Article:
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Wednesday, March 25, 2020

Another Look at Taylor Fritz's Memorable 2015 Easter Bowl Comeback

Five years ago, Taylor Fritz had established himself as one of the top juniors in the world. He validated that status by reaching the final of the ITF Junior Masters in China, losing to Andrey Rublev of Russia 6-7(2), 6-3, 6-4 on Sunday, then flying back to the United States to play in his first round match on Tuesday at the Easter Bowl ITF.

I've always thought that testing your limits is necessary to determine what exactly those limits are, and I think Fritz did just that in choosing to compete in the Easter Bowl after such a grueling trip.

I spoke with him after his first round match Tuesday and he admitted he had underestimated the impact.

"I thought it was going to be bad," said Fritz of his journey, "but I really didn't think it was going to be that bad. It was awful in the beginning. I've never done that or anything like that. I've always been like three days early at the latest before going anywhere. I'm always pretty early for everything. And then you can see, I got better as the match went on and I was lucky enough to get out of it."

Fritz also had a four-stroke hold in that 7-5, 6-3 win over Caleb Chakravarthi, with four straight aces, but it was two days later that the truly memorable match occurred, against 15-year-old Patrick Kypson. Kypson would go on to win the Kalamazoo 16s title later that year, but he was just getting started on the ITF Circuit back then and had to qualify for the Easter Bowl Grade B1 that year. My account of that match follows:

©Colette Lewis 2015--
Indian Wells, CA--

Down 6-4, 5-0 and being thoroughly outplayed by 15-year-old qualifier Patrick Kypson, top seed Taylor Fritz managed to keep alive the hope that the physical toll he was exacting by continuing to compete could help him work his way into the match.  That, and Kypson's inexperience at the top levels of the junior game, proved Fritz right, and the world's fourth-ranked boy recorded the most improbable of comebacks to earn a 4-6, 7-5, 6-2 victory and a place in the quarterfinals.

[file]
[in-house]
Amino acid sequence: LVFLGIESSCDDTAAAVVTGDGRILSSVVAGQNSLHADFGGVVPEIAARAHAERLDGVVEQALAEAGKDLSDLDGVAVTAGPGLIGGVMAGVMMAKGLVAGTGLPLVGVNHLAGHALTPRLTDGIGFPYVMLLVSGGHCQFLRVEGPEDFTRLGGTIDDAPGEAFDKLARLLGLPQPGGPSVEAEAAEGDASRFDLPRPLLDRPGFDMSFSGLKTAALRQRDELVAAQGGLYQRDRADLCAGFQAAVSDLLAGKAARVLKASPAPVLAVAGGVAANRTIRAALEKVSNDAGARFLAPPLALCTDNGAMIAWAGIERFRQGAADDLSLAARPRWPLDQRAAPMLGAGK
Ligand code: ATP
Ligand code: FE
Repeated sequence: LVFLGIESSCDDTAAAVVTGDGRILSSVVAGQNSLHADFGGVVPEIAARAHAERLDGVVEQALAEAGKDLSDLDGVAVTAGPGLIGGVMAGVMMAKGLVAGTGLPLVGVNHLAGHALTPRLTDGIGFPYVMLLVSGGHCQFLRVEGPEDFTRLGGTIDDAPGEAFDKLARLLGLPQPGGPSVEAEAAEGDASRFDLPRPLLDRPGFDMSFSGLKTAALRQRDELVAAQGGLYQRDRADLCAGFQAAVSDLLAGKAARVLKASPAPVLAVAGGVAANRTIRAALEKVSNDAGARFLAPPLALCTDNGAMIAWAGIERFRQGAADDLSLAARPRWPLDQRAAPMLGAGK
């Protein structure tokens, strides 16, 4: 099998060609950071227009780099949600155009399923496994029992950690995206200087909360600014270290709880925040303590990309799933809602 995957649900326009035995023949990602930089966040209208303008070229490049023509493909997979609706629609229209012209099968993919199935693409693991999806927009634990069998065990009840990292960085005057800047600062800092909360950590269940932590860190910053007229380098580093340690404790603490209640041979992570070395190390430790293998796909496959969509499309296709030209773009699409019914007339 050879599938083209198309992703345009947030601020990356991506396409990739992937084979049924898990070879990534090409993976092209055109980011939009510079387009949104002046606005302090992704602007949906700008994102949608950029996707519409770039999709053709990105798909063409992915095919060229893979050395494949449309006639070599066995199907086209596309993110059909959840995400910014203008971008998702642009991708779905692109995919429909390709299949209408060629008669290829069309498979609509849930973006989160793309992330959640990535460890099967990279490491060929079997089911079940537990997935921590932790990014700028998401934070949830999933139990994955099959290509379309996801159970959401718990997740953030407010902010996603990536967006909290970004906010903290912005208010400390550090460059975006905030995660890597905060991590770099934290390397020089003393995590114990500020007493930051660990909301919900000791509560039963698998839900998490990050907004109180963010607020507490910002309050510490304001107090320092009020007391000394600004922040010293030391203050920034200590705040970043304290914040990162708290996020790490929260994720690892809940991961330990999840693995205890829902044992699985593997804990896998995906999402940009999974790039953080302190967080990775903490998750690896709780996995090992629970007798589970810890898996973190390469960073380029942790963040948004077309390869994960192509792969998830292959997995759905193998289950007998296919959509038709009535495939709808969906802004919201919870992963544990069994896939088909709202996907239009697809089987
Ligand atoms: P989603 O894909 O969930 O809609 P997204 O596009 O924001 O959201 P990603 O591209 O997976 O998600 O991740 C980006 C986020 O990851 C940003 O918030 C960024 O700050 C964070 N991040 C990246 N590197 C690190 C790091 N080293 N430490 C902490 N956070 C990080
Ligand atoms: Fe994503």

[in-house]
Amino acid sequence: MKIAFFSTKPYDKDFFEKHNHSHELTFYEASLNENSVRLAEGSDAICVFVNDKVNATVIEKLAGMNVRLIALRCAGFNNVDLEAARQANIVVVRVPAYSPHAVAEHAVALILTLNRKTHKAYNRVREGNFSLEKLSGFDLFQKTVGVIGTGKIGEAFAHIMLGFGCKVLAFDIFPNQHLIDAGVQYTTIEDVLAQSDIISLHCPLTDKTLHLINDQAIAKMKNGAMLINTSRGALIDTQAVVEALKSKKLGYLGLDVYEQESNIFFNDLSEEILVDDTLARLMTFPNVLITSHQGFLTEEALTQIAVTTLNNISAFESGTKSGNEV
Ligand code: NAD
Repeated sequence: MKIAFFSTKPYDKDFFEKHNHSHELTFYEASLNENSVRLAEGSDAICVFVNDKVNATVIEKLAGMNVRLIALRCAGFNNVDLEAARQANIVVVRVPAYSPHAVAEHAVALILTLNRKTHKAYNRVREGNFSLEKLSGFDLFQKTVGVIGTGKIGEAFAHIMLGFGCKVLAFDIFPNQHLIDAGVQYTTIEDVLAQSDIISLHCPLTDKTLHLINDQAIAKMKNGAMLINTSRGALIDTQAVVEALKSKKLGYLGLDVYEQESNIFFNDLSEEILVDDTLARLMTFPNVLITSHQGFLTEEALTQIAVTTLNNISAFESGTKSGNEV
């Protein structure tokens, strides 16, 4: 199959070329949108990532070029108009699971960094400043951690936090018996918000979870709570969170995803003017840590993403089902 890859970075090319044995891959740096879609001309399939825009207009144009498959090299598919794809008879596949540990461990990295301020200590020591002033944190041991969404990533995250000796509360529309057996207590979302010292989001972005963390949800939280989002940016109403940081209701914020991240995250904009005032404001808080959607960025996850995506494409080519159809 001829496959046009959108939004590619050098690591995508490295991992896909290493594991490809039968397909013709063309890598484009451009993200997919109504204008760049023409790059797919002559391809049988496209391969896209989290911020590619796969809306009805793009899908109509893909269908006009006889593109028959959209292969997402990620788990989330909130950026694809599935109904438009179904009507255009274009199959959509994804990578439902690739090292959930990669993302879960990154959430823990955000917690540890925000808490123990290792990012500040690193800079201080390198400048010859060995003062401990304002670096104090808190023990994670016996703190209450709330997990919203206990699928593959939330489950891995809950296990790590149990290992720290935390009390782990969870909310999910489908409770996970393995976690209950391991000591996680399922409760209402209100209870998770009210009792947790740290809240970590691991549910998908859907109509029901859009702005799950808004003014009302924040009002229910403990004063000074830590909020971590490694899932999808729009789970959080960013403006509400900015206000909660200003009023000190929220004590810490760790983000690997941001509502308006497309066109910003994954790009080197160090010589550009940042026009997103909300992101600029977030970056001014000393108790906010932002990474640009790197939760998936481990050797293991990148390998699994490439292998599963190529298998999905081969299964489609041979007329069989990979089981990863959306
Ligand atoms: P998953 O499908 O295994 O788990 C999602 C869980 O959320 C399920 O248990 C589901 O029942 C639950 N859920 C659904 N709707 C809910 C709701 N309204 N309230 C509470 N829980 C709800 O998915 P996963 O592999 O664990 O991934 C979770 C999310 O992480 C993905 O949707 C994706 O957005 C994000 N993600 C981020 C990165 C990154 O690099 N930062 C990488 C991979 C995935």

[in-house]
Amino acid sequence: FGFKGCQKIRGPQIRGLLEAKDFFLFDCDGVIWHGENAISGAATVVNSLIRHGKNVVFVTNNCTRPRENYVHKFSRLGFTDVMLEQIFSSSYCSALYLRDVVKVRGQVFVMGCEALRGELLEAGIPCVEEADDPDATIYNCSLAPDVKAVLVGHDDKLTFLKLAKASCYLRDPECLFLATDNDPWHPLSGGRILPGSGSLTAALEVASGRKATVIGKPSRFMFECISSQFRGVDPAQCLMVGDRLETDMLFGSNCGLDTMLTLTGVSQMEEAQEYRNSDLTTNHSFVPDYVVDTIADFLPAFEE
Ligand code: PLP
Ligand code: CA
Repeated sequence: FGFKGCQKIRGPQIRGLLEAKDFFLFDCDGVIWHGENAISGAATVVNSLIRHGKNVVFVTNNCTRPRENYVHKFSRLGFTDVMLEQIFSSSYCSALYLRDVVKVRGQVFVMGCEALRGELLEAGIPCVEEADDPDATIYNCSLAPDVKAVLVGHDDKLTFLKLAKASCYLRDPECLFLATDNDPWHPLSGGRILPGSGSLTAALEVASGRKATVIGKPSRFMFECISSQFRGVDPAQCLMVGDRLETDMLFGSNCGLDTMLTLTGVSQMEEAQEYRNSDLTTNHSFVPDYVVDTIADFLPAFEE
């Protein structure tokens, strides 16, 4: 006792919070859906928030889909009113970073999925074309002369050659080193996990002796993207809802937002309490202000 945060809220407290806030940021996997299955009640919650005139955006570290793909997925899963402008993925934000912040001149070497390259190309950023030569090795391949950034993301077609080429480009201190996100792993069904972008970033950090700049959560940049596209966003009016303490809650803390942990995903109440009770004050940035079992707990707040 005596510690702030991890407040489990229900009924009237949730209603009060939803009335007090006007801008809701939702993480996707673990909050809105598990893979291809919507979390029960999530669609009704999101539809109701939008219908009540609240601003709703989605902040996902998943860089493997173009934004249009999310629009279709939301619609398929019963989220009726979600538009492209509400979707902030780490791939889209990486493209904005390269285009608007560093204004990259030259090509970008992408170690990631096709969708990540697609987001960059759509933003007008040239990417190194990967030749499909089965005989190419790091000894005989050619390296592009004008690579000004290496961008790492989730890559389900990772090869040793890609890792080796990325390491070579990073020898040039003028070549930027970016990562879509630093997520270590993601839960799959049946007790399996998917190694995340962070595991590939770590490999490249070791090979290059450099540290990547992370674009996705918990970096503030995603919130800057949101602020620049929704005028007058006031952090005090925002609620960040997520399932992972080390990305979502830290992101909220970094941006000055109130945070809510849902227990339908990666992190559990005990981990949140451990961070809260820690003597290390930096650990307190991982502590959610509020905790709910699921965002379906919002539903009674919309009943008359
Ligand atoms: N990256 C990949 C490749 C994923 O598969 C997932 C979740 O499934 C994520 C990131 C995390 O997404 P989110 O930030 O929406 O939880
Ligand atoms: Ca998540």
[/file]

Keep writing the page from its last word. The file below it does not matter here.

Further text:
"The first set and a half I was just playing like awful," said Fritz, who admitted the full impact of his trip from China on Monday hit him Wednesday night. "But I don't know if it really would have made a difference, the way he was playing, so tough. He was playing me really smart, moving me a lot. He was mixing up the serve a lot, never let me get a feel, especially the second serve. He wouldn't let me run around and attack it at all."

"But the way he was playing, he was doing a lot of running and digging out a lot of balls, and I just knew eventually--he could probably play like that all day--his body would stop him from playing at that level, just because he's younger. I was doing a lot of moving him, and so I felt like eventually he would slow down a little bit. And I played a lot better when I got all the way down, stuck with it."

After getting broken serving at 4-5 in the first set, Kypson won six straight games, using his drop shot effectively and staying with Fritz in all of the baseline rallies. Fritz held for 5-1, so Kypson would need to serve it out.

Kypson was broken at love, but serving at 2-5, Fritz made two backhand errors to go down 0-30.  He picked up his serving at that crucial moment however and held for 5-3. 

Serving for the match a second time, Kypson again failed to reach match point, with Fritz hitting a delicate lob winner to make it 15-30 and Kypson double faulting for 15-40. Kypson saved one break point when Fritz's forehand went wide, but the second went to Fritz courtesy of an anything-you-can-do-I-can-do-better backhand drop shot winner.

That shot produced a roar of 'come on' from Fritz and some enthusiastic support from the crowd, almost all of whom were squarely in his corner, not the underdog's, due to Fritz's local connections. Fritz held at love, and a shaken Kypson immediately went down 15-40 on his serve. He gathered himself to save those two break points, but a line call on a return at deuce, which Kypson called out, much to Fritz's disgust, seemed to add even more adrenaline to Fritz's game. He broke for a 6-5 lead and held at love, and although another set remained to be played, Kypson's window had closed.

Fritz had to save a break point in his first service game of the third set, but after that he lost only three points on serve and he ended the match with a 120 mph ace.

As for his decision to come straight from China to play in the tournament, Fritz said his didn't have extremely high expectations, but said: "I wanted to just come here to see if I could do it, prove it to myself, so down 6-4, 5-0, I'm thinking, I haven't come back like that in forever and I just want to do it for myself. That's what kept me in it."

Fritz went on to claim the title, beating Sam Riffice 6-2, 6-3 in the final (complete draw is here), and he continued his impressive results the remainder of the year. He reached the French Open boys final, the Wimbledon boys semifinals, the Kalamazoo semifinals and, in his final junior slam, claimed the US Open boys title. Fritz then won back-to-back Challengers in the fall, and by February of the following year, he had reached his first ATP final in Memphis. 

Fritz, now 22, is currently No. 24 in the ATP rankings, a career-high.